Dr Daya Prasad Kulkarni is a public health specialist and development consultant. He founded Arogya Seva Foundation in Bangalore, a platform to provide free healthcare services to the underprivileged. He teaches at Syracuse University, New York. He is currently advising the Karnataka government on measures to detect, contain and treat the Coronavirus disease. Nissim Jacob asked Dr Kulkarni how prepared we are. Excerpts from their conversation:
Given our poor standards of public hygiene and sanitation, how will we be able to contain the spread of the coronavirus?
The World Health Organisation (WHO) has laid out guidelines that include precautionary measures necessary to contain the spread of the disease. It recommends that people washing their hands regularly, not rubbing their eyes and nose with unwashed hands, etc. In India, lack of access to clean water is a cause of concern. Issues relating to public sanitation need to be addressed on a regular basis so that when an outbreak occurs we are equipped to deal with the crisis more effectively and contain the spread of the disease.
There are three likely scenarios. In the first case, the coronavirus cases will be limited to a handful, and the disease will become irrelevant until the time a vaccine is developed. In the second case, the disease spreads and we will have to enhance our ability to surveil and contain the spread of the disease. In the third case, if it goes out of hand, then we will have to plan a response according to indicators (epidemiological indicators which show how the disease evolves) that were observed in China.
The government needs to improve awareness among the public regarding the disease. There is a lot of misinformation that needs to be tackled and the stigma of getting infected needs to removed so that people come forward if they show the symptoms.
Given virtually unimpeded internal migration in India, how can we contain the spread?
The WHO has put forth guidelines restricting air travel to infected countries and screening upon arrival at airports. Iran for instance, which has seen a surge in the number of cases, hasn’t imposed appropriate quarantine measures. India is now screening all arrivals from severely affected countries. India has quarantined as required and if the situation worsens, it will have to impose a lockdown of an entire state, as millions of lives will be saved.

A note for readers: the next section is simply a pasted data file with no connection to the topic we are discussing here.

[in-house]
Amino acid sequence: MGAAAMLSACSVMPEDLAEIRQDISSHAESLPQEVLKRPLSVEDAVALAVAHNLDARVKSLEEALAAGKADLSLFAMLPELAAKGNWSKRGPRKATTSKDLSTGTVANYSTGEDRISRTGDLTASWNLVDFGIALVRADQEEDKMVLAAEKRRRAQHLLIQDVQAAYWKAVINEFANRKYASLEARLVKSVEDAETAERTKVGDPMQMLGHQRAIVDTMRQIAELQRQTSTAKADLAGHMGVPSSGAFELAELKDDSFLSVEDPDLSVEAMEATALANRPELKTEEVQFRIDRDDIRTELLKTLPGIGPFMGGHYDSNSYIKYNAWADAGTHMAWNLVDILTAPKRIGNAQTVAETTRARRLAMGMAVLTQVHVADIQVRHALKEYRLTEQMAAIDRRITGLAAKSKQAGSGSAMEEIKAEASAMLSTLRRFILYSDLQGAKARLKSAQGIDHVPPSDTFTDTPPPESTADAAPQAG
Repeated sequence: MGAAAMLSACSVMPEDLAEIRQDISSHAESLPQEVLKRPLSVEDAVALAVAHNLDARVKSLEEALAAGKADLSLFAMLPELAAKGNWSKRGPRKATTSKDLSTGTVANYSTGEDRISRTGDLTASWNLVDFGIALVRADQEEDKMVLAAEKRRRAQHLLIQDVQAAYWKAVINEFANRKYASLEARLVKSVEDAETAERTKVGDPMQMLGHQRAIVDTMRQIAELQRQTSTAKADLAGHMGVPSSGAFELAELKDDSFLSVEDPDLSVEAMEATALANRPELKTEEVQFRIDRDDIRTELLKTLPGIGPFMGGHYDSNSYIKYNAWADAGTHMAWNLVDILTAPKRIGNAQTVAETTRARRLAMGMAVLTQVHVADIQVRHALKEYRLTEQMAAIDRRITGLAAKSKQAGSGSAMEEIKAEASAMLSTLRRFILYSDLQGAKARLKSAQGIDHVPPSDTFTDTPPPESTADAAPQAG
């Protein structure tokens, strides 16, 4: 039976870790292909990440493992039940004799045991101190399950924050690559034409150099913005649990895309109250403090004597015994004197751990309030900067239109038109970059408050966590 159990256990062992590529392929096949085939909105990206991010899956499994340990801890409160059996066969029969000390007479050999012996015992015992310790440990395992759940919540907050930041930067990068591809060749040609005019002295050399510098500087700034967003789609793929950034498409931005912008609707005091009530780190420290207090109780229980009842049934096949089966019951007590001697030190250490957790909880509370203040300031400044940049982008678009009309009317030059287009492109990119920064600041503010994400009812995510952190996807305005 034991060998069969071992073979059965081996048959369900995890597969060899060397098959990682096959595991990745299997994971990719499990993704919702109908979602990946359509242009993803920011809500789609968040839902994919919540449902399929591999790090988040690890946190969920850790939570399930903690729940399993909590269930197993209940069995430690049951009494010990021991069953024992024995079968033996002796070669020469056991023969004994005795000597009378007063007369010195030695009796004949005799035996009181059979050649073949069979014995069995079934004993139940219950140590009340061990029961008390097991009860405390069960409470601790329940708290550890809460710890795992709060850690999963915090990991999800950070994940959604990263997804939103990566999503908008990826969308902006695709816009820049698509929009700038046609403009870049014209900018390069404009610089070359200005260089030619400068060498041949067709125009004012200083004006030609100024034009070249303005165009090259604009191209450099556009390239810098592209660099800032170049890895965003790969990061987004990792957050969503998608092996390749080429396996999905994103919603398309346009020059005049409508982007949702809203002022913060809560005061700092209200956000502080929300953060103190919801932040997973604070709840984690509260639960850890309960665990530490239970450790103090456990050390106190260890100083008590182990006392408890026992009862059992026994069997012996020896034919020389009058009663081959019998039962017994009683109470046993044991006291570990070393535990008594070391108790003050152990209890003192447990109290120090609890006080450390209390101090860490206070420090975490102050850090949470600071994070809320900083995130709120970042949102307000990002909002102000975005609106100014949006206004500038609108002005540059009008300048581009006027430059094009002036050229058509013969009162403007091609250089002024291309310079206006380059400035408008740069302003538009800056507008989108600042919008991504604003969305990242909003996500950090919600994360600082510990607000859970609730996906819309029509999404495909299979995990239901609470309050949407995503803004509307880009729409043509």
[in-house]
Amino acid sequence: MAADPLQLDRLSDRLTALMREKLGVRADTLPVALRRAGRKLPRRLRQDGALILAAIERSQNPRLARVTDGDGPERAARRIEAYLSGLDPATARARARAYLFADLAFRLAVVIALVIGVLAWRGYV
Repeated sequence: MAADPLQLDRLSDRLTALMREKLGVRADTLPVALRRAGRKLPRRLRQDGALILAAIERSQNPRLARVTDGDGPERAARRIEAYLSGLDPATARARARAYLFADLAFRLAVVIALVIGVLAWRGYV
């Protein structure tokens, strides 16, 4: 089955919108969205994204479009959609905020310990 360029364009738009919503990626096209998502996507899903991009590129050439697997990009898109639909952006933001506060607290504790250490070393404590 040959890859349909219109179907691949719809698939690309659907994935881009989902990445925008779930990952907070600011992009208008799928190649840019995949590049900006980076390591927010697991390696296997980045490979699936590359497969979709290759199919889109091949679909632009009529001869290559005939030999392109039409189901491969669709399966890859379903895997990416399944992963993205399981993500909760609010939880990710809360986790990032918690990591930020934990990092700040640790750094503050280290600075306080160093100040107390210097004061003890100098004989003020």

Has India ever dealt with an infectious disease as virulent as coronavirus?
India dealt with variants of SARS and the HINI influenza in the past. While there were deaths during these outbreaks, it did not become an epidemic. Comparatively, India’s response has improved, as there have been no deaths. With time, the progression of the disease slows down and virulence comes down, and that is likely to happen with Covid19. In China, we saw that the number of newer cases has reduced.
What is the ability of different states to surveil, monitor and isolate coronavirus cases?
Some states have a better health infrastructure compared to others. While states like Kerala and metro cities have a higher number of cases due to global traffic, they also have been able to contain the spread better. Moreover, the people who have been travelling from abroad are educated and aware of the disease and follow the advisory from the government and WHO. If the disease spreads to states with poorer health infrastructure such as UP, then it will be difficult to contain the spread of the disease.
Does the Indian public health system have the ability to contain and treat a pandemic like coronavirus?
While there are gaps in the Indian public health system, the system as a whole is equipped to deal with a pandemic like Covid19. The people involved with health are capable and during times of crisis medical personnel are actively involved. The government taps into resources and contributions from the entire medical fraternity. Currently, there is a global partnership at the government level, on limiting the spread of the disease and coming up with treatment and vaccines.